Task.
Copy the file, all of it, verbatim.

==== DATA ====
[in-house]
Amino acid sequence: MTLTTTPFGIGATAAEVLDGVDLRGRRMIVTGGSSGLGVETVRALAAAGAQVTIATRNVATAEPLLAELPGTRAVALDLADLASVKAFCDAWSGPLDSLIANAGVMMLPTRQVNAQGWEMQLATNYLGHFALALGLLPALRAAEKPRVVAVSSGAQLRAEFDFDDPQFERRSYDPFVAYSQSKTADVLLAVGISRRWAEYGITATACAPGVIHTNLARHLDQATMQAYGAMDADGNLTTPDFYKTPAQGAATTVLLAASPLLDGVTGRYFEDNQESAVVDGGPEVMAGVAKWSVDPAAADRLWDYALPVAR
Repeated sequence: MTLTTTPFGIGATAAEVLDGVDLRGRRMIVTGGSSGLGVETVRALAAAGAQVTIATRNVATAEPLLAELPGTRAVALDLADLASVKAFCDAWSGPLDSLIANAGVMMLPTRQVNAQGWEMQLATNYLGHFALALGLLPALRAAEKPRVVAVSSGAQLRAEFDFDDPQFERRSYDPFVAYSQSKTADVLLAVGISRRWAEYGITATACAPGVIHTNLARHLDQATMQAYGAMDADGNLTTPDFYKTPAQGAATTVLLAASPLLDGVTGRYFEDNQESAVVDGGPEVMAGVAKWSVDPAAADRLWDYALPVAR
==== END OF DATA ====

[in-house]
Amino acid sequence: MTLTTTPFGIGATAAEVLDGVDLRGRRMIVTGGSSGLGVETVRALAAAGAQVTIATRNVATAEPLLAELPGTRAVALDLADLASVKAFCDAWSGPLDSLIANAGVMMLPTRQVNAQGWEMQLATNYLGHFALALGLLPALRAAEKPRVVAVSSGAQLRAEFDFDDPQFERRSYDPFVAYSQSKTADVLLAVGISRRWAEYGITATACAPGVIHTNLARHLDQATMQAYGAMDADGNLTTPDFYKTPAQGAATTVLLAASPLLDGVTGRYFEDNQESAVVDGGPEVMAGVAKWSVDPAAADRLWDYALPVAR
Repeated sequence: MTLTTTPFGIGATAAEVLDGVDLRGRRMIVTGGSSGLGVETVRALAAAGAQVTIATRNVATAEPLLAELPGTRAVALDLADLASVKAFCDAWSGPLDSLIANAGVMMLPTRQVNAQGWEMQLATNYLGHFALALGLLPALRAAEKPRVVAVSSGAQLRAEFDFDDPQFERRSYDPFVAYSQSKTADVLLAVGISRRWAEYGITATACAPGVIHTNLARHLDQATMQAYGAMDADGNLTTPDFYKTPAQGAATTVLLAASPLLDGVTGRYFEDNQESAVVDGGPEVMAGVAKWSVDPAAADRLWDYALPVAR